I'd also point out the as a city Columbus isn't project to do great among increase in millennial over the next 10 years. I know there has been growth among that age group downtown but that is more of a redistribution from the suburbs than actual growth.
On page 90 there is a break down of the 51 markets with statistics from the U.S. census and projections from Moody Analytics and PwC. The projected 10 yr growth of millennials for the entire is U.S. is about 10%. The projected growth in Columbus is 6%. So Columbus is well below the average. And Cleveland is -4% and Detroit is -12%. So basically our below average growth rate will be mainly people escaping nearby poor economies. Without the negative conditions in nearby cities Columbus would more than likely be flat or declining as well.
When you look at some of the other cities, you get Houston (21%), Denver (14%), Austin (25%), Raleigh/Durham (20%), Charlotte (15%).
I think the people fleeing the poorer performing cities is masking the larger structural and identity problems Columbus has. Without the help from these cities I think it would be apparent and create an environment more conducive to getting rail approved out of a need to at least keep pace.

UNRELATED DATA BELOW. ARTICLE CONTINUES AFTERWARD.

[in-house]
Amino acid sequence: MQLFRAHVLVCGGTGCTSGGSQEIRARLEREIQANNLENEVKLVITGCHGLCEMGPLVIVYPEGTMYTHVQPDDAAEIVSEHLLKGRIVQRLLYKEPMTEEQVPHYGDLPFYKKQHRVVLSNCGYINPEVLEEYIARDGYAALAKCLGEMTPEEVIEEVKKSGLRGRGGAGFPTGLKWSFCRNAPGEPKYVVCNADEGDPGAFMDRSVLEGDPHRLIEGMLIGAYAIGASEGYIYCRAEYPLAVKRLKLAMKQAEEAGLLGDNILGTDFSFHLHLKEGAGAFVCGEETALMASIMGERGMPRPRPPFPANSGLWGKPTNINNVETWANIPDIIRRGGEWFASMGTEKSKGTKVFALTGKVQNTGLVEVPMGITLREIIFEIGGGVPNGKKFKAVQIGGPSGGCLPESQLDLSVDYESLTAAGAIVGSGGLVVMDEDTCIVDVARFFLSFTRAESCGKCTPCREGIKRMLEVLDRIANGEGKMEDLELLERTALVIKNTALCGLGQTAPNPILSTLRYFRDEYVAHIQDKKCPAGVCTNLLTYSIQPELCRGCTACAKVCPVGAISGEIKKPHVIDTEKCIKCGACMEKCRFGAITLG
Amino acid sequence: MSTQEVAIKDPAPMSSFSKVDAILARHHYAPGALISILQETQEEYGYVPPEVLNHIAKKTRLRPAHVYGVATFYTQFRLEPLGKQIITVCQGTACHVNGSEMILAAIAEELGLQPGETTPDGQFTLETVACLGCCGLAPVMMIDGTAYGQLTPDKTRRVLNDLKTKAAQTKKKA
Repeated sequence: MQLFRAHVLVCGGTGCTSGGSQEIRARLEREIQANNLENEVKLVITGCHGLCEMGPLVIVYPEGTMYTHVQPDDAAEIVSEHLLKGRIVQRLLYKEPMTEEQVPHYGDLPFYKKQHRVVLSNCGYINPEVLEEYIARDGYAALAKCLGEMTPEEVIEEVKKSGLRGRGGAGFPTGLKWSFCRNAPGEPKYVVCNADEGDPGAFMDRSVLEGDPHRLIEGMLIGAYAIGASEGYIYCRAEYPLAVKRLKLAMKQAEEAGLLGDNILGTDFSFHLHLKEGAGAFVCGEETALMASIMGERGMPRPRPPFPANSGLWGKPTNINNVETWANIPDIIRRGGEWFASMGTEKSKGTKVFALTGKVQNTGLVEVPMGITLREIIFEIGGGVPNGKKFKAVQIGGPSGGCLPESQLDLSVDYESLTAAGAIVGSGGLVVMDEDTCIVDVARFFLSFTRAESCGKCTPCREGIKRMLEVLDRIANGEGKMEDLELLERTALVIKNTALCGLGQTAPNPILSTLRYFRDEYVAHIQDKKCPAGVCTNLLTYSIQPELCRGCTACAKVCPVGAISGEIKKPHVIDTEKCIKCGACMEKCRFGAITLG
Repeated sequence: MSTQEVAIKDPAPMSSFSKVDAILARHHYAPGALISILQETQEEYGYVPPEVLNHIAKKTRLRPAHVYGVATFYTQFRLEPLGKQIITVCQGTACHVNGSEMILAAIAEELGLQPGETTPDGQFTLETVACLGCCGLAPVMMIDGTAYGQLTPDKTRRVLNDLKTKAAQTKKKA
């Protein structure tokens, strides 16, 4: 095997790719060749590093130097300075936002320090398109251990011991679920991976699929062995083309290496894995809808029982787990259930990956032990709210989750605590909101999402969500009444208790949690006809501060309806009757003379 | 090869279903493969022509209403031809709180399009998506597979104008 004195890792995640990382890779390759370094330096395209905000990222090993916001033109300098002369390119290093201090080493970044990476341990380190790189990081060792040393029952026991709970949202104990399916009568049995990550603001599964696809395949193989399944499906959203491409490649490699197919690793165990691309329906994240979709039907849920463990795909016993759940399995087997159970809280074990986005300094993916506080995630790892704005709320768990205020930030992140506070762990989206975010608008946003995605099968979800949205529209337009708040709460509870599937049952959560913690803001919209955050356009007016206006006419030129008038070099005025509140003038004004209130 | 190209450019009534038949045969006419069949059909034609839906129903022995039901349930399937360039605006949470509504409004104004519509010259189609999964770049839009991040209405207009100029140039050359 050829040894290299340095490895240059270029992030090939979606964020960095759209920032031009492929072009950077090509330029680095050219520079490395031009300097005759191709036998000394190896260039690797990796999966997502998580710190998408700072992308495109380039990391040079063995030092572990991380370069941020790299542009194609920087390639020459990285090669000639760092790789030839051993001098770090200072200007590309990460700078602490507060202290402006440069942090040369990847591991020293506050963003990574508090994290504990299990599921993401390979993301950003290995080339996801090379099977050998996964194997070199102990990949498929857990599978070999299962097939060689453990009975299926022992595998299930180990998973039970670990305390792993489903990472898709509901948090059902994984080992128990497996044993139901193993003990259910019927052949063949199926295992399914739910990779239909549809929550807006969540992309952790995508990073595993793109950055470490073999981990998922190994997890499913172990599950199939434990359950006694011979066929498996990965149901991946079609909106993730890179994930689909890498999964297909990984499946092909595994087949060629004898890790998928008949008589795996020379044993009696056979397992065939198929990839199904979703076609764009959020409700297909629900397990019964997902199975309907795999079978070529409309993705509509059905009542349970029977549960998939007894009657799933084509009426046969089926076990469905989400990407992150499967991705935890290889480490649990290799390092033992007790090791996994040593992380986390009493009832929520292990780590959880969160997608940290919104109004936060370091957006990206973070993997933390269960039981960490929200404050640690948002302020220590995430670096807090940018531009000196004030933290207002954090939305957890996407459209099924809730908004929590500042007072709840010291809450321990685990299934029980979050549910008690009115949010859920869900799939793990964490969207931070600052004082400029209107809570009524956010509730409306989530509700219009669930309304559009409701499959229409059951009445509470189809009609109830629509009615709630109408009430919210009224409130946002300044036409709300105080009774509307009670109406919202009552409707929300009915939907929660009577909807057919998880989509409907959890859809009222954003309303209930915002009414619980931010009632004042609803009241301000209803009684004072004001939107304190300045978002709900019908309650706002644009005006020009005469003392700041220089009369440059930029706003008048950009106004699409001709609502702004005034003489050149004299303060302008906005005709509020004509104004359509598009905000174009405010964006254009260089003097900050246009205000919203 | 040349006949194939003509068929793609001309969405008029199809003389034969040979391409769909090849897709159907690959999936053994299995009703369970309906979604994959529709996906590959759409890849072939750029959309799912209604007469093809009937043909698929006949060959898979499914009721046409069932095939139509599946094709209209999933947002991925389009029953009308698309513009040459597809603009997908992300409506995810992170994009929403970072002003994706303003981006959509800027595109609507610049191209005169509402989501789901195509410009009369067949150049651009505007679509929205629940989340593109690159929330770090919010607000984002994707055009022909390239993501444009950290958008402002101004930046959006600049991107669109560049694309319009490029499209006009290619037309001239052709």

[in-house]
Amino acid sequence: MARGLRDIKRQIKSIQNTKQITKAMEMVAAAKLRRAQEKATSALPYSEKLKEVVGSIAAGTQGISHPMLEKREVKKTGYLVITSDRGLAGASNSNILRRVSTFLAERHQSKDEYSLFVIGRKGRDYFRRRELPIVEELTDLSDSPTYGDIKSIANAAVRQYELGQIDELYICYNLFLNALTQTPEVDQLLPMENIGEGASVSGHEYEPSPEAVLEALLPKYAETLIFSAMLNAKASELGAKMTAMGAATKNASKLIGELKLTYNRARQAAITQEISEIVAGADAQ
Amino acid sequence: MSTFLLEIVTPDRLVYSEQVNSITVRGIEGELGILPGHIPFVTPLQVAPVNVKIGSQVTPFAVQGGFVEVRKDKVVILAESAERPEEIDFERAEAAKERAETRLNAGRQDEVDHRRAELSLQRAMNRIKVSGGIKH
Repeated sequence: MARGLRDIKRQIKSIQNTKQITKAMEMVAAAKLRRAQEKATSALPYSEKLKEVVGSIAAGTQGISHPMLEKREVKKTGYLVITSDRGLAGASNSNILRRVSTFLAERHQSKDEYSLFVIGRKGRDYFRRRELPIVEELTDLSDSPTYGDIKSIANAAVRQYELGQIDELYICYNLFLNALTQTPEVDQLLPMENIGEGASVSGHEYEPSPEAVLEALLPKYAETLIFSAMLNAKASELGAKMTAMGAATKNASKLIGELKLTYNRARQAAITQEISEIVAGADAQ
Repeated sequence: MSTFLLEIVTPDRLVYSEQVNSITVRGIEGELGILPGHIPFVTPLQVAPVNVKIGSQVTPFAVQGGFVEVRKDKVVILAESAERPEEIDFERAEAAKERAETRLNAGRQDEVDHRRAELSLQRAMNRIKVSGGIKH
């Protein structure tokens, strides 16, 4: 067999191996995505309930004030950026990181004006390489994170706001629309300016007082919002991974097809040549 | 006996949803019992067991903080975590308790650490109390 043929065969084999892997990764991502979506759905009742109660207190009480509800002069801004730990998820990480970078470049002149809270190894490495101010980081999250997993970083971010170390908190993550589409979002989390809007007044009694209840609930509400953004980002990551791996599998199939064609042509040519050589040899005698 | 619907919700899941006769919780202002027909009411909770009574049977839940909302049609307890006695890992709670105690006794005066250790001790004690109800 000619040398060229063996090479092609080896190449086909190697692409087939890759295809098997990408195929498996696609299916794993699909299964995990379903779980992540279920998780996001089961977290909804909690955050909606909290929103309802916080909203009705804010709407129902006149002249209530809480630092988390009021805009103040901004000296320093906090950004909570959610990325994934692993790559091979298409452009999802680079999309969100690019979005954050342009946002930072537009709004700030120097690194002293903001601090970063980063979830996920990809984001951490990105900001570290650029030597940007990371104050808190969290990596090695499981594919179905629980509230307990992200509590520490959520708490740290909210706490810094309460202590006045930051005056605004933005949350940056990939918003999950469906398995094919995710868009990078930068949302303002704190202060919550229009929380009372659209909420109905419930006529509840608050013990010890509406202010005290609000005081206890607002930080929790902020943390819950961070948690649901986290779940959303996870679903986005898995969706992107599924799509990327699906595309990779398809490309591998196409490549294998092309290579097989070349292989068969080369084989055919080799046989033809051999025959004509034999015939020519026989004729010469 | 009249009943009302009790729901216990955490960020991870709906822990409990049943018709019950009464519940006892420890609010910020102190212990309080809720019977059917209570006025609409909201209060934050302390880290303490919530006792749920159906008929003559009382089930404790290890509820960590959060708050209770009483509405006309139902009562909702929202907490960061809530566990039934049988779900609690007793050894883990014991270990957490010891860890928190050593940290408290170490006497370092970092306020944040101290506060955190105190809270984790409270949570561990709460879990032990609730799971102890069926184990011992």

I would like to point out that the population density of columbus exceeds austin and far exceeds charlotte and raleigh. Like to the tune of almost 1100 more people per square mile compared to charlotte. This narrative that millennials are flocking to the sun belt cities because they somehow have all these more urban walkable areas compared to columbus is a fallacy. They are going there for climate and jobs and it certainly doesn't hurt that you have at least 3 large universities in the raleigh durham region as well.I'm sure most people think walkable areas are great but if you don't have jobs then you better have something really awesome like the ocean or mountains or else people are going to show up and then leave.